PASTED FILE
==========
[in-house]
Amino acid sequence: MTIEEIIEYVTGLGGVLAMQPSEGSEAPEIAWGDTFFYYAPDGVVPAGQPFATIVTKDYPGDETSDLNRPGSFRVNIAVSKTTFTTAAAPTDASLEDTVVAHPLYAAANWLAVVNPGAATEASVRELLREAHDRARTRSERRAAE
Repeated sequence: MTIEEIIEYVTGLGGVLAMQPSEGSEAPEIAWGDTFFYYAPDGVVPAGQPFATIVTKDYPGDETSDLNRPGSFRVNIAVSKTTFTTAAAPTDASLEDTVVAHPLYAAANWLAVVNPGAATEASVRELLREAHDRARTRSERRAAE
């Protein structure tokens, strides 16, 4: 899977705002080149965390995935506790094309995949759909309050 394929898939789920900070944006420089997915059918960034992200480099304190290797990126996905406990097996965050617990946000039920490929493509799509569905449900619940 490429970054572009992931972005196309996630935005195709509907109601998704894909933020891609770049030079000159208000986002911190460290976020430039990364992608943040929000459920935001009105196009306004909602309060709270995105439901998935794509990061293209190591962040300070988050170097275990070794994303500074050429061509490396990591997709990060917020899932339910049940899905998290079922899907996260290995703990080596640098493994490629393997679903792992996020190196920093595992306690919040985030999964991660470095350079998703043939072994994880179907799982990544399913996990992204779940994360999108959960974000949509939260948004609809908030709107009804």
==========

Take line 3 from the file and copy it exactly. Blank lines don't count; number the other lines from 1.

Repeated sequence: MTIEEIIEYVTGLGGVLAMQPSEGSEAPEIAWGDTFFYYAPDGVVPAGQPFATIVTKDYPGDETSDLNRPGSFRVNIAVSKTTFTTAAAPTDASLEDTVVAHPLYAAANWLAVVNPGAATEASVRELLREAHDRARTRSERRAAE